12. 12. Support Structures: SLA parts typically need support structures during the build. SLS parts, because of the supporting powder, sometimes do not need any support, but this depends upon part configuration. Marks left after removal of support structures for parts cause dimensional inaccuracies and cosmetic blemishes.
  13. 13. DATA PREPARATION FOR SLS  The SLS technology is housed in the Sinterstation line of systems by DTM.  The current model is the Sinterstation 2500, which has various improvements over its predecessor, the Sinterstation 2000.  Figure shows the Sinterstation 2500 Sinterstation 2500
  14. 14. The SLS process begins, like most other RP processes, with the standard .STL CAD file format, which is exported now by most 3D CAD packages The DTMView software can import one or several.STL files, and allows you to orient or scale the parts as you see necessary The 2500 systems have "auto-nesting" capabilities, which will place multiple parts optimally in the build chamber for the best processing speed and results. Once the .STL files are placed and processing parameters are set, the models are built directly from the file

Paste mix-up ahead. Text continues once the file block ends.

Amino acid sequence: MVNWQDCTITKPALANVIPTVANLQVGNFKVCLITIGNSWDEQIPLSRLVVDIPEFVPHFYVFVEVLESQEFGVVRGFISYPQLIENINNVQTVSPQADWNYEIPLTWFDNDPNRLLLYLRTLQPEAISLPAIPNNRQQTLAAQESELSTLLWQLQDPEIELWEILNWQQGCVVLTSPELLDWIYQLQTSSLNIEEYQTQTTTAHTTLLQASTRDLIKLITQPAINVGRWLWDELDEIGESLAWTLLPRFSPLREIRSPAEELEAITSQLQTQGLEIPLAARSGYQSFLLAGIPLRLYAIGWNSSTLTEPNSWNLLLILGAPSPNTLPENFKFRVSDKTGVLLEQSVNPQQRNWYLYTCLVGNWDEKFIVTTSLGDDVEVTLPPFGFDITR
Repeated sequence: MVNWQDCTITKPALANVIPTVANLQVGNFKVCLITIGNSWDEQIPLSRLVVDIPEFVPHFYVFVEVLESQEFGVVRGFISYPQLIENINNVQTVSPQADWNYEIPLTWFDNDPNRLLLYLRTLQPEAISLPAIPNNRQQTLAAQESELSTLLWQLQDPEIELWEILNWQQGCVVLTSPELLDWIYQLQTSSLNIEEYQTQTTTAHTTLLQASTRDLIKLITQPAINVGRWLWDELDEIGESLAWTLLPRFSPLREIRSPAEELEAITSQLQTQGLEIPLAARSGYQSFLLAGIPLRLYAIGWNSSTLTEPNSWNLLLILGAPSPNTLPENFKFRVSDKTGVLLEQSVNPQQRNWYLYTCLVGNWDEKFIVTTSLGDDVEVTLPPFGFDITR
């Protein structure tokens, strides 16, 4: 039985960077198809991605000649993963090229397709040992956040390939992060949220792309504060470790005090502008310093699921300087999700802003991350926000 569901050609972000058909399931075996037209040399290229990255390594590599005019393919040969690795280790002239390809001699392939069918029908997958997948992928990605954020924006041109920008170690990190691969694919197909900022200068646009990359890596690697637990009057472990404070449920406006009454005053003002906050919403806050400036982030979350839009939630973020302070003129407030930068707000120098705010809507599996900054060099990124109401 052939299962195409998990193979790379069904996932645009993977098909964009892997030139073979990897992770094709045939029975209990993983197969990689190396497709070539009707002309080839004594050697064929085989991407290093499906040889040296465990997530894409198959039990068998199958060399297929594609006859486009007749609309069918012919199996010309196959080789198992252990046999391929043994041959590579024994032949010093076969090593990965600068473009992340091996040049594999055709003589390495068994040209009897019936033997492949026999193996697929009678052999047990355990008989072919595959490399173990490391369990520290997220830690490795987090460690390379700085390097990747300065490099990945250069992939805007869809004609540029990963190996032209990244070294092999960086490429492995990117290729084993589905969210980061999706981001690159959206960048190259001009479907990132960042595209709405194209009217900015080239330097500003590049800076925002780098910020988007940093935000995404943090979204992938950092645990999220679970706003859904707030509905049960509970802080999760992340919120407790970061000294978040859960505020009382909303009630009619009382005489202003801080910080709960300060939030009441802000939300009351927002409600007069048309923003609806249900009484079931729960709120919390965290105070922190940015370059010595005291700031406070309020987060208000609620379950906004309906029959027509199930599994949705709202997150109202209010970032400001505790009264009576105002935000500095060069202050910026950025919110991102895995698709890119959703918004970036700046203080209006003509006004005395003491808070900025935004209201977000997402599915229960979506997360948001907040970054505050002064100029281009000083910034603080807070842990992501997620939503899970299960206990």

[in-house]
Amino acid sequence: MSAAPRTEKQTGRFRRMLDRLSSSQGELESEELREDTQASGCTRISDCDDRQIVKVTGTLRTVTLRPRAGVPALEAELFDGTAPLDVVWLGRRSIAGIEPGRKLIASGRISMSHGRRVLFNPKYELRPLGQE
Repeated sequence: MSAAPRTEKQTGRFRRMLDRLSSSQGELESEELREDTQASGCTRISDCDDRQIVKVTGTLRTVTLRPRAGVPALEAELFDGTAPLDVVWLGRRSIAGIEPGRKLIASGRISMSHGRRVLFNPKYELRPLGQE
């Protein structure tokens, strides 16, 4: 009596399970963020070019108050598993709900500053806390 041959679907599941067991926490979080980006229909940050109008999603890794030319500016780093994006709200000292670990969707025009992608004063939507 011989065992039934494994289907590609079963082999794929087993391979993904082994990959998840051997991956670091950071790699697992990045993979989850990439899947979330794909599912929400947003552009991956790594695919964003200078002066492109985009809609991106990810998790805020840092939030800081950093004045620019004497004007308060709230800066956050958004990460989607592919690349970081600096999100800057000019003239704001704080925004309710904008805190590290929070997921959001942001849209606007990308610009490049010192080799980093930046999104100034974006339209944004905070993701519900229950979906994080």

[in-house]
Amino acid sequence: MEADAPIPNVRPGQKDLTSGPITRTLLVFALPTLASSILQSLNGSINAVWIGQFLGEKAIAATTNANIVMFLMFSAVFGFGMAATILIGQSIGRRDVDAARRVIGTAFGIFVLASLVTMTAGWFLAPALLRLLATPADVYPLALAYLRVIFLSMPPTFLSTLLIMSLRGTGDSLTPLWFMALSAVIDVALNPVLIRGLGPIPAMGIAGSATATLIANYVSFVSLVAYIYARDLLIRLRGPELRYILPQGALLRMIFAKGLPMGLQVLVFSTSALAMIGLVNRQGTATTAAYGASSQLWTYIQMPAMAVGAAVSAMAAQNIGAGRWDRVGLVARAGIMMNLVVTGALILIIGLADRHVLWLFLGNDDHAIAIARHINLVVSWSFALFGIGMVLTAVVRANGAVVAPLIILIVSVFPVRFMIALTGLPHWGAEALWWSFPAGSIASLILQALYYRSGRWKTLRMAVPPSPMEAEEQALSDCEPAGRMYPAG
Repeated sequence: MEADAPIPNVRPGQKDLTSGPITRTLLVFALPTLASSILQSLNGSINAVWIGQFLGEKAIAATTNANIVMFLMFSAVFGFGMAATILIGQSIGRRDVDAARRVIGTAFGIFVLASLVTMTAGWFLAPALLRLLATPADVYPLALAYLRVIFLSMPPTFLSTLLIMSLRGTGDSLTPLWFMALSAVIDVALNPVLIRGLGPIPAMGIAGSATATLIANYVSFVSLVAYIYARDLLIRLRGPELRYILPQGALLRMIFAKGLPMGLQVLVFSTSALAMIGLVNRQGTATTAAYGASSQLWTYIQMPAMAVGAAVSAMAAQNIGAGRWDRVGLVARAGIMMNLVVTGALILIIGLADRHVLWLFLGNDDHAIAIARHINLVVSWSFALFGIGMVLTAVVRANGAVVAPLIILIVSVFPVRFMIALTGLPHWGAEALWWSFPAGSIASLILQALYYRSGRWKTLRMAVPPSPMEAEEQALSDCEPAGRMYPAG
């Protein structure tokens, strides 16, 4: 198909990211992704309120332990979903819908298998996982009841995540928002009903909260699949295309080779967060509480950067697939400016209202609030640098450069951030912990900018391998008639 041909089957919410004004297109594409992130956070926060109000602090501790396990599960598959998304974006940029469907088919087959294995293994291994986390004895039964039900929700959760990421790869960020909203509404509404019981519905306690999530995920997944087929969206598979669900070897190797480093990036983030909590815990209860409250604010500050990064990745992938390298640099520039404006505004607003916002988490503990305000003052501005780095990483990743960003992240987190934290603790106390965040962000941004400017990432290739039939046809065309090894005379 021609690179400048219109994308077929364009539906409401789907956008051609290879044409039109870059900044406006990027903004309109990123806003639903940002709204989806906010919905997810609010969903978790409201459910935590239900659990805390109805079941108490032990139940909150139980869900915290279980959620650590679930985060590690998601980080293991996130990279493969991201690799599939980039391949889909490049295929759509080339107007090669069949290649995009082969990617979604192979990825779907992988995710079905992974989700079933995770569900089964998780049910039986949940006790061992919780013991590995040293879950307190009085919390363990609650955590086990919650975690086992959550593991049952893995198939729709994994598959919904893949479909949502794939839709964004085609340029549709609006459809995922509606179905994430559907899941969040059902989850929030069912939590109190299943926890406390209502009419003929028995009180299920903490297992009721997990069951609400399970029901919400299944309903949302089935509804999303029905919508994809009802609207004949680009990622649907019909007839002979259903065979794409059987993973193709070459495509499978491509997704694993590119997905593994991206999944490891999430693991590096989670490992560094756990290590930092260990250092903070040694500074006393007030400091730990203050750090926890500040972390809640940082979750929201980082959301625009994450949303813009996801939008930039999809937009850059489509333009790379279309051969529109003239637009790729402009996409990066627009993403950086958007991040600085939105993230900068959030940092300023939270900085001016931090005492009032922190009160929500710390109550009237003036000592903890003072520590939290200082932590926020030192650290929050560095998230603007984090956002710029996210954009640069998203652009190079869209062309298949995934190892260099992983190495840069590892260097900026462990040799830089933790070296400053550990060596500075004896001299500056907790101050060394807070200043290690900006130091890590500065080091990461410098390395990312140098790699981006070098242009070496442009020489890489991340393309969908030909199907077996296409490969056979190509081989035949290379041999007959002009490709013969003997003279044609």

15. 15. With the build piston at the top, a thin layer of powder is spread across the build area by a roller/sweeper from one of the feed pistons. The laser then cures in a raster sweep motion the cross-sectional area of the parts being built
  16. 16. PROCESS PARAMETERS 1. Part bed temperature 2. Layer thickness 3. Laser power The longer the laser dwells in a particular location, the deeper the fusion depth and the larger the melt pool diameter. Typical layer thicknesses range from 0.1 to 0.15 mm 4. Laser scan speed 5. Energy density 6. Powder shape